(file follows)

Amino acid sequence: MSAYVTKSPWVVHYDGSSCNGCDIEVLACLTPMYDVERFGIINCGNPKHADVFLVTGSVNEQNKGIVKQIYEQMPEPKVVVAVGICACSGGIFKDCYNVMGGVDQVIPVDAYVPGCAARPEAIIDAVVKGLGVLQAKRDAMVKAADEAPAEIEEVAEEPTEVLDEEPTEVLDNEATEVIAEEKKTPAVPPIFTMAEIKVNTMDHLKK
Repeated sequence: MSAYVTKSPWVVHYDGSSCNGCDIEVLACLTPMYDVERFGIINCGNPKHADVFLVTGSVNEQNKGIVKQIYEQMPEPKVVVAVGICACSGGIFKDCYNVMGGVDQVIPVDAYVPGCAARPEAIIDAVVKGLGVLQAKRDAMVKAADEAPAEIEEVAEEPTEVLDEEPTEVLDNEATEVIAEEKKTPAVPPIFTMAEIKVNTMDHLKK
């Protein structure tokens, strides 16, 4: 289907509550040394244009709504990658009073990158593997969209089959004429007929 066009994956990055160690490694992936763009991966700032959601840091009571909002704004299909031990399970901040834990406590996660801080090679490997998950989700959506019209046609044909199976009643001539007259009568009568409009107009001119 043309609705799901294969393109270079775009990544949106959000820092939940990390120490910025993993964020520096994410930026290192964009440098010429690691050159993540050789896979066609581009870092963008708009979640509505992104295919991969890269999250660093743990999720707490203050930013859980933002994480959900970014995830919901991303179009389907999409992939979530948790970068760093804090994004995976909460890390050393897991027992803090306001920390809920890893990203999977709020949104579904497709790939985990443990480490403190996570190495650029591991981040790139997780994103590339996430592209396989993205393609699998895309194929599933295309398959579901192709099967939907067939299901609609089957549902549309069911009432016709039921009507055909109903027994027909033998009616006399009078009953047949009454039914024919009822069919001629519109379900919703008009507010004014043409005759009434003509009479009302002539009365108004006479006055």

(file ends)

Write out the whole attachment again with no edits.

Amino acid sequence: MSAYVTKSPWVVHYDGSSCNGCDIEVLACLTPMYDVERFGIINCGNPKHADVFLVTGSVNEQNKGIVKQIYEQMPEPKVVVAVGICACSGGIFKDCYNVMGGVDQVIPVDAYVPGCAARPEAIIDAVVKGLGVLQAKRDAMVKAADEAPAEIEEVAEEPTEVLDEEPTEVLDNEATEVIAEEKKTPAVPPIFTMAEIKVNTMDHLKK
Repeated sequence: MSAYVTKSPWVVHYDGSSCNGCDIEVLACLTPMYDVERFGIINCGNPKHADVFLVTGSVNEQNKGIVKQIYEQMPEPKVVVAVGICACSGGIFKDCYNVMGGVDQVIPVDAYVPGCAARPEAIIDAVVKGLGVLQAKRDAMVKAADEAPAEIEEVAEEPTEVLDEEPTEVLDNEATEVIAEEKKTPAVPPIFTMAEIKVNTMDHLKK
């Protein structure tokens, strides 16, 4: 289907509550040394244009709504990658009073990158593997969209089959004429007929 066009994956990055160690490694992936763009991966700032959601840091009571909002704004299909031990399970901040834990406590996660801080090679490997998950989700959506019209046609044909199976009643001539007259009568009568409009107009001119 043309609705799901294969393109270079775009990544949106959000820092939940990390120490910025993993964020520096994410930026290192964009440098010429690691050159993540050789896979066609581009870092963008708009979640509505992104295919991969890269999250660093743990999720707490203050930013859980933002994480959900970014995830919901991303179009389907999409992939979530948790970068760093804090994004995976909460890390050393897991027992803090306001920390809920890893990203999977709020949104579904497709790939985990443990480490403190996570190495650029591991981040790139997780994103590339996430592209396989993205393609699998895309194929599933295309398959579901192709099967939907067939299901609609089957549902549309069911009432016709039921009507055909109903027994027909033998009616006399009078009953047949009454039914024919009822069919001629519109379900919703008009507010004014043409005759009434003509009479009302002539009365108004006479006055």